8. 4.

Prima facie case against Respondent.

[merged small][merged small][ocr errors][merged small][merged small]

The whole on one sheet of paper, and without a single voucher accompanying it. It was also proved that the agent had done this, knowing at the time that he was acting contrary to 26 Vict. c. 29, s. 4.

Mr. Baron MARTIN said, as to this, in his judgment:-" My impression is, that if counsel for the Petitioners had rested their case simply upon this, and had put in this account, and had proved that no bills or vouchers had been delivered to the returning officer, I should have called upon the Respondent to prove the legality of every payment contained in this account from the beginning to the end of it. My impression is, that that alone would have made a prima facie case against any person, especially when I call attention to the amounts contained in that paper."

Mr. Baron MARTIN, in his judgment, declared the Respondent unseated on the ground of corrupt treating.

Commenting on the evidence of treating, he said: "I mean to give my judgment on what has been clearly established before me, viz., that the Respondent was by his agents guilty of treating within the meaning of 17 & 18 Vict. c. 102, s. 4. The material evidence is as short as possible. It is proved that there were open in this town, by persons for whom it is admitted Respondent was responsible, 158 public-houses, and that in 115 of these publichouses refreshments were supplied. Counsel for Respondent stated that these refreshments were supplied to people who had done work, but the evidence is directly to the contrary. The evidence is that persons were admitted to these committee-rooms; that the farce was gone through of putting down their names as committeemen; and that refreshments were supplied to them, whether they were voters or non-voters or messengers. It was proved by the Respondent's own witnesses that directions were given that at these public-houses refreshments were to be afforded to the persons who came there, and that they were afforded both to voters and nonvoters and to any person admitted to the room, with the caution that they should not be excessive, but reasonable. That is the evidence on the part of the Respondent. The statute enacts, 'That every candidate at an election who shall corruptly give, or be accessory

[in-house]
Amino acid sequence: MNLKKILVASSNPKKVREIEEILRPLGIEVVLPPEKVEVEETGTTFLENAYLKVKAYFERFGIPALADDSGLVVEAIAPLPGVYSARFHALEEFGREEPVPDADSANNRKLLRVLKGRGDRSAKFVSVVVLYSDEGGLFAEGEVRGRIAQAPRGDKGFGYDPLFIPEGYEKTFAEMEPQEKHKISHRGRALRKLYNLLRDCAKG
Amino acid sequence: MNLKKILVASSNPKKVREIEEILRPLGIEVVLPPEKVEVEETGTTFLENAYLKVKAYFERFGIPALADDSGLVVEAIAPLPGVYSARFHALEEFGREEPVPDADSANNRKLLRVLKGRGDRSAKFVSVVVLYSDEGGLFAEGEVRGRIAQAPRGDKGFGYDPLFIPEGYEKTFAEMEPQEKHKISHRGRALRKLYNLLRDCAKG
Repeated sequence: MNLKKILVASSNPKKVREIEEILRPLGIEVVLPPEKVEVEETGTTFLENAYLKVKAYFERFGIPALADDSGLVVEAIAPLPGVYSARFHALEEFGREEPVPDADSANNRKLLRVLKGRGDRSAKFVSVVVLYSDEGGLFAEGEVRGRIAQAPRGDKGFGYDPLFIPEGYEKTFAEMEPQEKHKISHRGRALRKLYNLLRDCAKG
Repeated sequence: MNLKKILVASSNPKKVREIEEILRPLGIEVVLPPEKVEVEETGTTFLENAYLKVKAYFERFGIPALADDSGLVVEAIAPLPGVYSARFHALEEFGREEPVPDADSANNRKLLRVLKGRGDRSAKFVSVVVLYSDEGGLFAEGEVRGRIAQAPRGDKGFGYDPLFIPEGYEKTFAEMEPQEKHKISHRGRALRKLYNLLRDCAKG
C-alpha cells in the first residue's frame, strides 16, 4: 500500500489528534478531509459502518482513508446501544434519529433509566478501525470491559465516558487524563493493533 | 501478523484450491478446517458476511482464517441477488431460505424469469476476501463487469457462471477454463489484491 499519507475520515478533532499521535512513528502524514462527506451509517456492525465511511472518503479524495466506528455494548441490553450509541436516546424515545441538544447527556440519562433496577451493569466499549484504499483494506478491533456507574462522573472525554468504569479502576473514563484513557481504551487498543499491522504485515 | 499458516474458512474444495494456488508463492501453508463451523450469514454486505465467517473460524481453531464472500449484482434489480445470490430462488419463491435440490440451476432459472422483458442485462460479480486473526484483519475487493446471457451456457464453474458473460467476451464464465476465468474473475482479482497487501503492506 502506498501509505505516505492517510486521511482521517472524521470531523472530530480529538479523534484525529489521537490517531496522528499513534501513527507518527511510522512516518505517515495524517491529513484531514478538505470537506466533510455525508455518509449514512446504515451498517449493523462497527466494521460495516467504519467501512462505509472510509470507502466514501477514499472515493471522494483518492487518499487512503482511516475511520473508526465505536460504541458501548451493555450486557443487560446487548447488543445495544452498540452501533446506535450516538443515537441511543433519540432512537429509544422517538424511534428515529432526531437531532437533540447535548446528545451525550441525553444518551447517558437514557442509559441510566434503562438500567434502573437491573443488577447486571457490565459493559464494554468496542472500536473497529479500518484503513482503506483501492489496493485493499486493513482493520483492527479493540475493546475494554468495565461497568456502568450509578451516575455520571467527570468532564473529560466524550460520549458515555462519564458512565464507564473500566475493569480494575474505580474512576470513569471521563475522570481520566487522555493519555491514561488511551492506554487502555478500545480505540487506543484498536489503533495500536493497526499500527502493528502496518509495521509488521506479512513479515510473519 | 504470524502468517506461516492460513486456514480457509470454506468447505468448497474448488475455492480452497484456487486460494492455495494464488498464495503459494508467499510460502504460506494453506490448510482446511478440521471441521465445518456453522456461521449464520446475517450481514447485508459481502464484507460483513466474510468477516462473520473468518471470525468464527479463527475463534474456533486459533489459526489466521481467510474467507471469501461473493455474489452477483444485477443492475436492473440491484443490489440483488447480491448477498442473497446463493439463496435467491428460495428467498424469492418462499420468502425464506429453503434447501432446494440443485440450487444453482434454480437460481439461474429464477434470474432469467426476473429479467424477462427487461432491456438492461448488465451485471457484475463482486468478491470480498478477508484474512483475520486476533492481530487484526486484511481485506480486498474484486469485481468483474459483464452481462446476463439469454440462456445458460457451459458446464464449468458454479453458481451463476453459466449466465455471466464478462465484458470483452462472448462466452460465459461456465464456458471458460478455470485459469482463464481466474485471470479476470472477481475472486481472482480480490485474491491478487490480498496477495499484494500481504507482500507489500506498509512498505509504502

D

Treating, when

corrupt.

17 & 18 Vict. c. 102, s. 4.

Costs.

to giving, or shall pay any expenses incurred in eating, drinking, entertainment, or provision, in order to be elected, shall be deemed guilty of the offence of treating;' and it has been as clearly contravened by the Respondent as it possibly could be.”

Costs follow the event.

CASE VII.

BOROUGH OF BRADFORD.

BEFORE MR. BARON MARTIN, JANUARY 29, 1869.

Petitioners: Samuel Storey, Thomas Garnett.
Respondent: William Edward Forster.

Counsel for Petitioners: Mr. Price, Q.C., Mr. Waddy.
Agent: Mr. Mumford.

Counsel for Respondent: Mr. Serjeant Ballantine, Mr. Serjeant Sargood,
Mr. S. Pope.

Agent: Mr. John Henry Wade.

THE petition contained the usual allegations of bribery, treating, &c., but did not pray the seat.

It appeared that a considerable number of public-houses were made use of by committees acting for the Respondent, and that on the day of the election refreshment-tickets were issued to the members of these committees; but it was shown that the tickets were, as far as possible, distributed only among those who were bond fide carrying on the work of the election, and that in point of amount the expenditure thus incurred by the Respondent was not unreasonable.

Some attempt was made to prove bribery by gifts of money, but the evidence on this point was stated by the Judge to be beneath contempt.

In the course of the case,

It having been proved, in support of the charge of treating, that

« AnteriorContinuar »